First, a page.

Cortinarius causticus

Cortinarius causticus Fr., Epicrisis Systematis Mycologici: 270 (1838)

Description:
Pileus: 26-40 mm across, tawny, to ochraceous-tawny to light tan, zonate colors, darker on disc, convex, margin at first incurved, later straight, mature margin pale relative to disc, viscid to dry, sometimes sticky, bitter taste on both cap and stipe. Lamellae: White, to cream, later light cinnamon brown, milky coffee or yellow-brown. Stipe: 35-70 mm long, 3-6 mm across at apex, slender, fragile, clavate to ventricose, viscid, surface cream to white, white sheath on lower parts with upper margin of often marked by cinnamon spore deposits, bruises yellow with handling. Context: Pale yellow center with creamy-white margins. Taste: Bitter

Discussion:
Cortinarius causticus can be recognized by the viscid ochraceous-tawny cap with bitter cuticle, small stature with relatively long, slender, sheathed stipe and yellow context. The original type description by Fries mentions the hygrophanous cap, yellow flesh, and smooth white sheath. He compares it to the Telamonia Cortinarius armeniacus (which is not viscid).

Further examples of sequenced collections can be seen on the Mycoquebec website here.

Phylogeny:
Cortinarius causticus is in /Vibratiles (Melot). There is no confirmed Type sequence of Cortinarius causticus on Genbank and there are many undescribed species. However, published papers have used reference sequences for the species concept (Garnica et al., 2016) and Soop (2019). A rough phylogenetic tree of local sequences in /Vibratiles shows that this is the most common species, matching GQ159868 which was identified as Cortinarius causticus in Garnica et. al. (2016). It is the same species as represented by Cortinarius causticus NAm II (UBC F17125 = GQ159868) on Soop’s phylogeny and My records show that at least 6 species occur in the Pacific Northwest.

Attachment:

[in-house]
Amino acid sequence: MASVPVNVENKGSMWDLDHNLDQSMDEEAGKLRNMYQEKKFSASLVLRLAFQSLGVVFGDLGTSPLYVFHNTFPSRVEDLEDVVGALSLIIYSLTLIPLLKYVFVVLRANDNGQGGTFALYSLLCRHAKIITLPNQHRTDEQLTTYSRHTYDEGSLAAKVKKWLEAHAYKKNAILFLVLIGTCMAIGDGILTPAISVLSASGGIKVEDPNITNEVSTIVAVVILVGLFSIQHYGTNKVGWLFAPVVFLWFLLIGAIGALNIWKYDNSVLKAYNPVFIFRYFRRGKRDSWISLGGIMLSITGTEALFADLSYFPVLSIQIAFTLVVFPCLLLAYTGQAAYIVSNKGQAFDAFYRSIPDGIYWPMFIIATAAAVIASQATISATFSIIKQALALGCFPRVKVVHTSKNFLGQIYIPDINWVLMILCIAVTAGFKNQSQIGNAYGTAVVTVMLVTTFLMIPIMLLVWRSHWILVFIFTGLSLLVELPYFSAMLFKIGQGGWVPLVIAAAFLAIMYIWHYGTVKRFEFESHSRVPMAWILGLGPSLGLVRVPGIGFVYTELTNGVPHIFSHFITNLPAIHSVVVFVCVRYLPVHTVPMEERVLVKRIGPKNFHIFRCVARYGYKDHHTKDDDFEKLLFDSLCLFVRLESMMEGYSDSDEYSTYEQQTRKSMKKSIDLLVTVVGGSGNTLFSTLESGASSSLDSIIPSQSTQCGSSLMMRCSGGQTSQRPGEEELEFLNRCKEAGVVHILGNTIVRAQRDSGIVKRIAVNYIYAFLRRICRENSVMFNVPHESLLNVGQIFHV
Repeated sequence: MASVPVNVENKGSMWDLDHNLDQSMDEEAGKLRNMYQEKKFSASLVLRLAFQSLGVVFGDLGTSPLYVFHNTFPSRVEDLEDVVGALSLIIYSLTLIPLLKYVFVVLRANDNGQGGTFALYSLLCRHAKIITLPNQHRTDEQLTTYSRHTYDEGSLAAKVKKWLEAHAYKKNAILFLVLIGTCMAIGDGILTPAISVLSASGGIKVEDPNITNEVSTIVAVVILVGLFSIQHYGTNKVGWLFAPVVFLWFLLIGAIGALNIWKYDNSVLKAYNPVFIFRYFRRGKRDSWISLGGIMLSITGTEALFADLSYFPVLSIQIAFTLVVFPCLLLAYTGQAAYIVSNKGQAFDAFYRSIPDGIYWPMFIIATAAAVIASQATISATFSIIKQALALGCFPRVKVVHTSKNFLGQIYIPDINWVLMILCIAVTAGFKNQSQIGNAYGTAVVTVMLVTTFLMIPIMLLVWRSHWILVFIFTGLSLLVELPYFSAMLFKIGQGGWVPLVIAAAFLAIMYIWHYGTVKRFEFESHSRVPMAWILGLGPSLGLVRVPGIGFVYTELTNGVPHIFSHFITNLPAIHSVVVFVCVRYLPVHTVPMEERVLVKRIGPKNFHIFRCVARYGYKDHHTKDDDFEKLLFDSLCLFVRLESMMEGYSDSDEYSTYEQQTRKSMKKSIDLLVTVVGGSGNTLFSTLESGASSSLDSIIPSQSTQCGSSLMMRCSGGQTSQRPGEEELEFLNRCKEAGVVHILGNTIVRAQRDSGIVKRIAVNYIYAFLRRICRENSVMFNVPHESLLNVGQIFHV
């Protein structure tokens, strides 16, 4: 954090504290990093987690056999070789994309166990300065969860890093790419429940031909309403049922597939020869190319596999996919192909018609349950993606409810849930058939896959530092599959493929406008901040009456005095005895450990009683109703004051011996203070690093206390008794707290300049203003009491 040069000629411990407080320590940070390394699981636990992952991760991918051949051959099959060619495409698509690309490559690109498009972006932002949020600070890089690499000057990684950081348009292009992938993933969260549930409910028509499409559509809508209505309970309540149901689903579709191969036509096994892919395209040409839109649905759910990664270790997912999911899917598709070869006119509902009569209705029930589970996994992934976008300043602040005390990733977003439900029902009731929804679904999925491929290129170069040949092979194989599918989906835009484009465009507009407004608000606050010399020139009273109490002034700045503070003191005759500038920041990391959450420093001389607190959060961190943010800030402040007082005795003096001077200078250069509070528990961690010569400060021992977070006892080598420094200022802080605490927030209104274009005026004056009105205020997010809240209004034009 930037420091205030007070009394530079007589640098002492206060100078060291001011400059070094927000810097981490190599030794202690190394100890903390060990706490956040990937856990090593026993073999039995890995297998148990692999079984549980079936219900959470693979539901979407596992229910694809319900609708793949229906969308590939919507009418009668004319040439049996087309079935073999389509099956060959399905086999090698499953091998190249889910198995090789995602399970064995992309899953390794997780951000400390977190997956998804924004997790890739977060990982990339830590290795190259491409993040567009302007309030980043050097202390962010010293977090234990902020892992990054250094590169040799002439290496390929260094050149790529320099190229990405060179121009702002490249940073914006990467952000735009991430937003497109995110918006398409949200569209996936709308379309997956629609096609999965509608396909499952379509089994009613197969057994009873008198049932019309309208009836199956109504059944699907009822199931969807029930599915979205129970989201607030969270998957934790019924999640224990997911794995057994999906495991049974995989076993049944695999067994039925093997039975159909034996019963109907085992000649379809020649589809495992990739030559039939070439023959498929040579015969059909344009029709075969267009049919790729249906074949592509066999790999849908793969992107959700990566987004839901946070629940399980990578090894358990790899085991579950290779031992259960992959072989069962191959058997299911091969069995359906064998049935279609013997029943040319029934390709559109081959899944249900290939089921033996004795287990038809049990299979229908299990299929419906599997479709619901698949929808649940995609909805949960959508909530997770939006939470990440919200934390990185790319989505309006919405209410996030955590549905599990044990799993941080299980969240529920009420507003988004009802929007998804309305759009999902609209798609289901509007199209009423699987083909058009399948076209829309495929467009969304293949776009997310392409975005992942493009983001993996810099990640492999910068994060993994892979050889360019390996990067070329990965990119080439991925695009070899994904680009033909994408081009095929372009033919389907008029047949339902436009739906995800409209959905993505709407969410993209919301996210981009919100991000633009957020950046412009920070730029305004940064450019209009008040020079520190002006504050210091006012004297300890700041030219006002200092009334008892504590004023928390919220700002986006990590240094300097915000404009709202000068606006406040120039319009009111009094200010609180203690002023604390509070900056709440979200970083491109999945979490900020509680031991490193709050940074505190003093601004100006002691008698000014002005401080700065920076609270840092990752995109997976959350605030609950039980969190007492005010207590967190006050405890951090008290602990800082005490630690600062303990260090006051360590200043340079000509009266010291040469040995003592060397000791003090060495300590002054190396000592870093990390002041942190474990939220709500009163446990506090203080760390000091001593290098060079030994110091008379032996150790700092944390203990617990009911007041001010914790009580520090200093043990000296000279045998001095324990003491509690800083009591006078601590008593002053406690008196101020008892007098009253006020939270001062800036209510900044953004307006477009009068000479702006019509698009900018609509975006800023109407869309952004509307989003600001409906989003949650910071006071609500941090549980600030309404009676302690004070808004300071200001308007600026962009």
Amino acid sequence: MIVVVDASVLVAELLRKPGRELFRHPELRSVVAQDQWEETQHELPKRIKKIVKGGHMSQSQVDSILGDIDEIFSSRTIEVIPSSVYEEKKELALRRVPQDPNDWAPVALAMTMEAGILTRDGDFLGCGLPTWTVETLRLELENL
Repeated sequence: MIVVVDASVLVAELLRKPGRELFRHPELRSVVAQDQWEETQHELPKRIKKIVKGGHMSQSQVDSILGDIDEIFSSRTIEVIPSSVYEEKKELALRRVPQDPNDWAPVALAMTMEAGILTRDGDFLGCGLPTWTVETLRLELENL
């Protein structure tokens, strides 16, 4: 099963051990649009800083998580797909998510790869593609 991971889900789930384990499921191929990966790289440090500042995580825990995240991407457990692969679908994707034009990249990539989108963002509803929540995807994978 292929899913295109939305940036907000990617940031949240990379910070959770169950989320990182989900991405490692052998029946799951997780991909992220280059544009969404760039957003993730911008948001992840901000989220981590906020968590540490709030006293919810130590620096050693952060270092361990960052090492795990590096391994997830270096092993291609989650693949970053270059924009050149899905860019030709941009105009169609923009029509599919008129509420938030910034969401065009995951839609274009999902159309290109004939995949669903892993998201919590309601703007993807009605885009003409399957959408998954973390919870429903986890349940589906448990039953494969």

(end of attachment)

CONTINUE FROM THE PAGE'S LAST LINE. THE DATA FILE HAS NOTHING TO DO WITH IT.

Source: Soop et. al. (2019)

>ITS: SDA667
GCGGAAGGATCATTATTGAAATAAACCTGATGAGTTGTTGCTGGTTCTCTCTCCAGGGAATATTGTGCACACTTGTCATCTTTATATCACCACCTGTGCACTTTTTTTGTAGGCGAGGATTAACTTCCAAGTCTATGTTTCTTCATATACCCTAATGTATGTTATAGAATGTAAATGTAATGGGCCTTTGTTGCCTATAAAACTTTATACAACTTTCAGCAACGGATCTCTTGGCTCTCGCATCGATGAAGAACGCAGCGAAATGCGATAAGTAATGTGAATTGCAGAATTCAGTGAATCATCGAATCTTTGAACGCACCTTGCGCTCCTTGGTATTCCGAGGAGCATGCCTGTTTGAGTGTCATTAATATATCAACCTCACTTGTTGAGTGCTTGGATGTGGGGGTTTTGCTGGACTCTTTTGAGGTCAGCTCCCTTGAAATRCATTAGCAGAACAAATCCGTTCATTTTGGTGTGATAAACTATCTACGCTAATTGACCAAGTTCAGCTTCTAACAGTCTTTATTGACAATTTTTTATTATTAATGTGACCTCAAATCAGGTAGGACTACCCGCTGAACTTAAGCATATCAATAAGCGGAGGAAAAGAAACTAACAAGGATTCCCCTAGTAACTGCGAGTGAAGCGGGAAAAGCTCAAATTTAAAATCTGGCAGT

References

Garnica, Sigisfredo, Max Emil Schon, and Kessy Abarenkov. “Determining Threshold Values for Barcoding Fungi: Lessons from Cortinarius (Basidiomycota), a Highly Diverse and Widespread Ectomycorrhizal Genus.” FEMS Microbiology Ecology 92, no. 4 (2016).

Soop, K., B. Dima, J.A. Cooper, D. Park, and B. Oertel. “A Phylogenetic Approach to a Global Supraspecific Taxonomy of Cortinarius ( Agaricales ) with an Emphasis on the Southern Mycota.” Persoonia – Molecular Phylogeny and Evolution of Fungi 42, no. 1 (July 19, 2019): 261–90. https://doi.org/10.3767/persoonia.2019.42.10.

Credit:
With thanks to the Puget Sound Mycological Society and NAMA for funding the sequencing of the NAMA collections from the 2014 PNW Foray. Also, to the Continental Mycoflora Project for sequencing two of my collections as part of the 2019 Mycoblitz.

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